A South African court has denied Shell Plc’s bid to conduct an oceanic seismic survey along the country’s east coast.
The decisions to grant Shell the rights to explore for oil and gas didn’t follow fair procedure and the decision-maker failed to take relevant considerations into account, according to a judgment from the Eastern Cape High Court that was delivered on Thursday.
Minister of Mineral Resources and Energy Gwede Mantashe’s attempt last year to renew Shell’s exploration right was also set aside because “it follows that if the exploration right is wrong in law, the renewals are legally untenable,” the judge said.
Shell was first granted the exploration right in 2014, but was only due to start seismic blasting on the Wild Coast, a remote stretch of the eastern shoreline where Humpback and Southern Right whales are frequently spotted, last year. The plans were met with resistance from coastal communities, environmentalists, civil society groups and large petitions, with some people also choosing to boycott the use of Shell gas stations.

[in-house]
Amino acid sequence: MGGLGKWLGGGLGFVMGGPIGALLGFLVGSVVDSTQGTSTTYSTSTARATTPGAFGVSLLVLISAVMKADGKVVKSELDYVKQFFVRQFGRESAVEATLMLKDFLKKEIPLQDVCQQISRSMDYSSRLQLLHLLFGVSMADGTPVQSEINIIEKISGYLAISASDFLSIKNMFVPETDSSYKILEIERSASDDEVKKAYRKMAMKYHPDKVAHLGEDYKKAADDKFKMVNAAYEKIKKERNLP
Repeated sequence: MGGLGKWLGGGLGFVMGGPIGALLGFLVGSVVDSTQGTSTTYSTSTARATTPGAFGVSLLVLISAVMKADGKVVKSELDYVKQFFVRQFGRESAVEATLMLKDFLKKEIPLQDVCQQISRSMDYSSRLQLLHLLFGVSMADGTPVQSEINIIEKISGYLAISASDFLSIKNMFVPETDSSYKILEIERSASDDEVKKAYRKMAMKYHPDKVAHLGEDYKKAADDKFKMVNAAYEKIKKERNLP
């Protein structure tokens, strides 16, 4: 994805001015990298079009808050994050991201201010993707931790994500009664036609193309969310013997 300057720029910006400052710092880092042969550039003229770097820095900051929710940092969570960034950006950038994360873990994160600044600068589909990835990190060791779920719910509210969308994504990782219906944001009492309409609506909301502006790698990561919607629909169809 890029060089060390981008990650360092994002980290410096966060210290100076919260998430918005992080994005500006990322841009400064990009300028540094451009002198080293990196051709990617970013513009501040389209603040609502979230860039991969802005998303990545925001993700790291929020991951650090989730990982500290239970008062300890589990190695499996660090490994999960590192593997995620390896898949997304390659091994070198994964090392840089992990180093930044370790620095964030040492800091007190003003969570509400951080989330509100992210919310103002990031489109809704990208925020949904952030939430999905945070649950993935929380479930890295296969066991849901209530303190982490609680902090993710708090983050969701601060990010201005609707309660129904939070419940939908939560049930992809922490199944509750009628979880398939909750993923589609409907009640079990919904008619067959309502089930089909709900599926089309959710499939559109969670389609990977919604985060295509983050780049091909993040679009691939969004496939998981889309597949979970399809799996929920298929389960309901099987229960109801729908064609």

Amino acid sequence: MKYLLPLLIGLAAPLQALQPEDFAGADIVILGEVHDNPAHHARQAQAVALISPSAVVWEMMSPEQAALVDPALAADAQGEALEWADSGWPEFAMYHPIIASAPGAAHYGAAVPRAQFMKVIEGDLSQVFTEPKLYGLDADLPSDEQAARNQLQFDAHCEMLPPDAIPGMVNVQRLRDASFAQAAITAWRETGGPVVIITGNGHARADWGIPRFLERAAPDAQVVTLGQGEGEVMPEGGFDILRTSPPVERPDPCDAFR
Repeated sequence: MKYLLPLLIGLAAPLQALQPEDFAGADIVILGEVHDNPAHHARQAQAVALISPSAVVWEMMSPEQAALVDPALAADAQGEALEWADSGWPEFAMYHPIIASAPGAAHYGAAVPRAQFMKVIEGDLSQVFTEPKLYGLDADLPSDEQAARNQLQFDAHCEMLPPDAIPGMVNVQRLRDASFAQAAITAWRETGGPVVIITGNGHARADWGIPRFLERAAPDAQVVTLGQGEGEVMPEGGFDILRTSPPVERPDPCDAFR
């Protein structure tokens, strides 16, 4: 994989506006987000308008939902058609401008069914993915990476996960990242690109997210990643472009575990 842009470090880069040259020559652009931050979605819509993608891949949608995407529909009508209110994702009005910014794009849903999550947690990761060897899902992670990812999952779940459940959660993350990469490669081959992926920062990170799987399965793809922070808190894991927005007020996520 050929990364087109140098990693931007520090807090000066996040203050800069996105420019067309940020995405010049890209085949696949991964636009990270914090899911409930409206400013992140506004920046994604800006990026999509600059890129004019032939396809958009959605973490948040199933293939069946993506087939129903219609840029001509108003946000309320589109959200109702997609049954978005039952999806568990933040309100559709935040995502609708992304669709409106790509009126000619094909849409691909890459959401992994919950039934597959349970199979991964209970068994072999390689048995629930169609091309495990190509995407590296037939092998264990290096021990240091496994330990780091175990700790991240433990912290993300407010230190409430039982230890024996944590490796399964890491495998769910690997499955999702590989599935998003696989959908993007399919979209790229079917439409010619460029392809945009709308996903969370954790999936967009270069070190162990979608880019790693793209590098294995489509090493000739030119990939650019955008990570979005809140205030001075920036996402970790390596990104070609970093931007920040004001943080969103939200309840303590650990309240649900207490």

The High Court last year temporarily stopped the seismic survey, which involves firing air-guns and consistently sending loud compressed air streams or focused sonic waves toward the ocean floor. The concerns that were raised included that communities hadn’t been properly consulted, environmental impact assessments were out of date with new laws and marine life could be harmed.
“We respect the court’s decision and are reviewing the judgment to determine our next steps regarding the Wild Coast block,” a Shell spokesman said in an emailed statement. “We remain committed to South Africa and our role in the just energy transition.”
The area that Shell was due to explore sustains rural fishing communities and is also the site of the annual so-called sardine run, which has been described as the greatest shoal on earth. Millions of the small, silvery fish migrate north, attracting predators such as dolphins, whales, sharks and gannets in great numbers. The spectacle is also a boon for tourism.
The Minister of Mineral Resources and Energy, Impact Africa and BG International were ordered to pay the costs of the court application.
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